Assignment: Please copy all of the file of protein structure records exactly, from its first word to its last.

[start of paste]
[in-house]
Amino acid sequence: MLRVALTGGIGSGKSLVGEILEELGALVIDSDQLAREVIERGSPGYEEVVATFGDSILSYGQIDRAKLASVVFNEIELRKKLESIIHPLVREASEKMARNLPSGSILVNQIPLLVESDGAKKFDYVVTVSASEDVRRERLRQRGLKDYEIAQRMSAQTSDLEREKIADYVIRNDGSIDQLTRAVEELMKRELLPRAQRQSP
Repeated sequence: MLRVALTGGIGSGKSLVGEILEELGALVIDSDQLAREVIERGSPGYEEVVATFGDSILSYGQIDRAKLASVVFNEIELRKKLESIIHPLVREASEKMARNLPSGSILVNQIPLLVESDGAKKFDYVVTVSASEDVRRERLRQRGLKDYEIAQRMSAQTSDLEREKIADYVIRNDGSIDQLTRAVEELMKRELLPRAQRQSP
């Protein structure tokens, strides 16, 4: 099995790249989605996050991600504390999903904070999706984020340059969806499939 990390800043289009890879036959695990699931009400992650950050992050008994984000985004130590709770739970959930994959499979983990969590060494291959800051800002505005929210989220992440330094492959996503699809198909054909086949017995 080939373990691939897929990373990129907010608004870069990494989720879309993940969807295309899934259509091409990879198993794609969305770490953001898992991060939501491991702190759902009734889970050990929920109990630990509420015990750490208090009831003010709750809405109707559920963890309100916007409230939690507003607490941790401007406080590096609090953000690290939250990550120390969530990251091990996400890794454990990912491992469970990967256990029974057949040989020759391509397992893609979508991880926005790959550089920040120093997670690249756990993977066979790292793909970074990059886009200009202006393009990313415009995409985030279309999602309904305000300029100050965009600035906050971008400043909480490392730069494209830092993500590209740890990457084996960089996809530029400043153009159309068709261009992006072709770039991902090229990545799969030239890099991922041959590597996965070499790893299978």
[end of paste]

[in-house]
Amino acid sequence: MLRVALTGGIGSGKSLVGEILEELGALVIDSDQLAREVIERGSPGYEEVVATFGDSILSYGQIDRAKLASVVFNEIELRKKLESIIHPLVREASEKMARNLPSGSILVNQIPLLVESDGAKKFDYVVTVSASEDVRRERLRQRGLKDYEIAQRMSAQTSDLEREKIADYVIRNDGSIDQLTRAVEELMKRELLPRAQRQSP
Repeated sequence: MLRVALTGGIGSGKSLVGEILEELGALVIDSDQLAREVIERGSPGYEEVVATFGDSILSYGQIDRAKLASVVFNEIELRKKLESIIHPLVREASEKMARNLPSGSILVNQIPLLVESDGAKKFDYVVTVSASEDVRRERLRQRGLKDYEIAQRMSAQTSDLEREKIADYVIRNDGSIDQLTRAVEELMKRELLPRAQRQSP
């Protein structure tokens, strides 16, 4: 099995790249989605996050991600504390999903904070999706984020340059969806499939 990390800043289009890879036959695990699931009400992650950050992050008994984000985004130590709770739970959930994959499979983990969590060494291959800051800002505005929210989220992440330094492959996503699809198909054909086949017995 080939373990691939897929990373990129907010608004870069990494989720879309993940969807295309899934259509091409990879198993794609969305770490953001898992991060939501491991702190759902009734889970050990929920109990630990509420015990750490208090009831003010709750809405109707559920963890309100916007409230939690507003607490941790401007406080590096609090953000690290939250990550120390969530990251091990996400890794454990990912491992469970990967256990029974057949040989020759391509397992893609979508991880926005790959550089920040120093997670690249756990993977066979790292793909970074990059886009200009202006393009990313415009995409985030279309999602309904305000300029100050965009600035906050971008400043909480490392730069494209830092993500590209740890990457084996960089996809530029400043153009159309068709261009992006072709770039991902090229990545799969030239890099991922041959590597996965070499790893299978």